National Domestic Violence Order Scheme

New laws have been introduced to enable family violence restraining orders to be enforced across Australia. The new system is called the National Domestic Violence Order Scheme, or NDVOS.

This page contains information about how the NDVOS will work in Western Australia. Equivalent information for other States and Territories can be accessed via the national NDVOS website.

If life is at risk, call 000 immediately. If a restraining order is breached, call Police on 131 444 to report the breach.

Why was the NDVOS introduced?

This NDVOS aims to strengthen the protection of victims of family violence by eliminating barriers to the enforcement of restraining orders.

A person protected by a nationally recognised order can move between States and Territories without losing the protection of the order.

The NDVOS also makes it easier for police to prosecute breaches where the victim and perpetrator are located in different states (eg where the breach occurs over the internet).

How does it work?

Orders that are recognised under the NDVOS can be enforced by local police across Australia. A person who breaches a recognised order will be penalised under the law of the State or Territory in which the breach occurred.

All of the restraints included in a recognised order operate nationally. For example, if a recognised order disqualifies a person from holding a firearms license, that disqualification applies nationally.

Once an order is nationally recognised, it remains nationally enforceable until it expires or is cancelled by a court. Recognised orders can be varied and cancelled local courts across Australia.

The existence of a recognised order does not prevent a new order from being made. A new court order will supersede any previous order involving the same parties.

The NDVOS doesn’t change the way restraining orders are issued. Existing State and Territory laws, including Western Australia’s Restraining Orders Act 1997, will continue to apply. Information on how to obtain a restraining order in Western Australia can be found on the Magistrates Court or Children’s Court websites depending on which court your Restraining Order was made.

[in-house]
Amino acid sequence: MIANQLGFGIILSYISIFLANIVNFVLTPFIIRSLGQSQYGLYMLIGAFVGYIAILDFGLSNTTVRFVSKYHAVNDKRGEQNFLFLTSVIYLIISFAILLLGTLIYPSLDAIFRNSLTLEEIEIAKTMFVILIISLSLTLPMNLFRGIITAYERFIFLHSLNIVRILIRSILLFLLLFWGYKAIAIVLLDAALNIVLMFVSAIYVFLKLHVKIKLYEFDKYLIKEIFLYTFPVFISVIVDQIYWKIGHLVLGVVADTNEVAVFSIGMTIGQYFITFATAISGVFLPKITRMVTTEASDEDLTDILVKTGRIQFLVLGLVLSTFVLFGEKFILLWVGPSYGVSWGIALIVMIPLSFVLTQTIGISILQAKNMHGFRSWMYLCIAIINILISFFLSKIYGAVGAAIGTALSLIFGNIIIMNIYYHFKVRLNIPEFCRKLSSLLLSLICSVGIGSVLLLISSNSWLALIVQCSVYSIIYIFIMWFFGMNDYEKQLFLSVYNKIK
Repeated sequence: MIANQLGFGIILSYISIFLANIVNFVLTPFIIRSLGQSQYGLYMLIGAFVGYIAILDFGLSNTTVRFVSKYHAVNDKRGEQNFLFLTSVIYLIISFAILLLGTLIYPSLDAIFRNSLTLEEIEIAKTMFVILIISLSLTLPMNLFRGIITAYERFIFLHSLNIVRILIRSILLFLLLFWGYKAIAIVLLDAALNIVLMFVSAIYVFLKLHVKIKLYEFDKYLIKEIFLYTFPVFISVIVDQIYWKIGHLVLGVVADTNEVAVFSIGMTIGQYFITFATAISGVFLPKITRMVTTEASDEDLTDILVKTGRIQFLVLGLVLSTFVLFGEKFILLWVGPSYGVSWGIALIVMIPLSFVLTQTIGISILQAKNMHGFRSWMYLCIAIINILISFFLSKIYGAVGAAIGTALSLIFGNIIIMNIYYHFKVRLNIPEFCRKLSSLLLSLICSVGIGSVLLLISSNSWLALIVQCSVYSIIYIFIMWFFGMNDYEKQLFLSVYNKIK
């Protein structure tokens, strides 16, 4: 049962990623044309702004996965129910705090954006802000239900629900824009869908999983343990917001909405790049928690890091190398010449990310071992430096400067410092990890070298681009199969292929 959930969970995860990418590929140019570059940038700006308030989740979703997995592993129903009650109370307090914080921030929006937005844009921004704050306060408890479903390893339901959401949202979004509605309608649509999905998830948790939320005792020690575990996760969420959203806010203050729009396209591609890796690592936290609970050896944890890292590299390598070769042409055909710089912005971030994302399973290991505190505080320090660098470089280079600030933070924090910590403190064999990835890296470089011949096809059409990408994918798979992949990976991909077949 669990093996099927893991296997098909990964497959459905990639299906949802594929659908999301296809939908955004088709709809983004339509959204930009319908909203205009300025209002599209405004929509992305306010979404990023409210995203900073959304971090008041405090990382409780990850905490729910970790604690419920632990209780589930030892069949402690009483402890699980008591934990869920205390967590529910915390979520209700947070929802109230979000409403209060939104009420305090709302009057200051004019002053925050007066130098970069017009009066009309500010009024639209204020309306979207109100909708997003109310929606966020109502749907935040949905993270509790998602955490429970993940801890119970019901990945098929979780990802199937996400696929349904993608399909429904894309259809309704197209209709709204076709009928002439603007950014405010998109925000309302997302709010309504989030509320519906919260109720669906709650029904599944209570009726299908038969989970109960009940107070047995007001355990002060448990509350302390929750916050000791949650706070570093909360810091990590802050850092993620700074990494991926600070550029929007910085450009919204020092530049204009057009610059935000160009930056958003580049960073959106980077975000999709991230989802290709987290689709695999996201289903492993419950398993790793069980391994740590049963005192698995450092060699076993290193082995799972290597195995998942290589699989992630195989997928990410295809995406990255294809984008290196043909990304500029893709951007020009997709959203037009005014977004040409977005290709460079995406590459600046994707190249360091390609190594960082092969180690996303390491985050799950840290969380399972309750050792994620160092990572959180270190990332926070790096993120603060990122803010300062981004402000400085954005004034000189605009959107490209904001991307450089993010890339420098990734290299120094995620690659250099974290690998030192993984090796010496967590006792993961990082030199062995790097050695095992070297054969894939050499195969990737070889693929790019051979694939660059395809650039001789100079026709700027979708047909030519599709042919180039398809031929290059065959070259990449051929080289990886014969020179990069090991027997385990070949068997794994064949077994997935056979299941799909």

Which WA restraining orders are nationally recognised?

Family violence restraining orders (FVROs) made on or after 25 November 2017 are automatically nationally recognised under the NDVOS. FVROs made before 25 November 2017 can be brought within the scheme via an application to a court.

Violence restraining orders (VROS) are not automatically recognised. However, VROs made before 1 July 2017 that relate to family and domestic violence may be brought within the national scheme via an application to a court. With the introduction of FVROs on 1 July 2017, courts no longer issue VROs in family violence cases. This means that a VRO made on or after 1 July 2017 cannot be nationally recognised under the NDVOS.

Police orders made on or after 25 November 2017 are automatically recognised under the NDVOS.

Misconduct restraining orders are not used in family violence cases and therefore cannot be recognised under the NDVOS.

Type of order

Date made

Status under the NDVOS

Family Violence Restraining Order

On or after 25 November 2017

Automatically recognised.

Before 25 November 2017

Not automatically recognised, but can be brought within the NDVOS via an application to a WA Magistrates Court or equivalent court in another State or Territory.

Police Order

On or after 25 November 2017

Automatically recognised.

Before 25 November 2017

Not recognised

Violence Restraining Order

On or after 1 July 2017

Not recognised

Before 1 July 2017

If the order relates to family and domestic violence: not automatically recognised, but can be brought within the NDVOS via an application to a WA Magistrates Court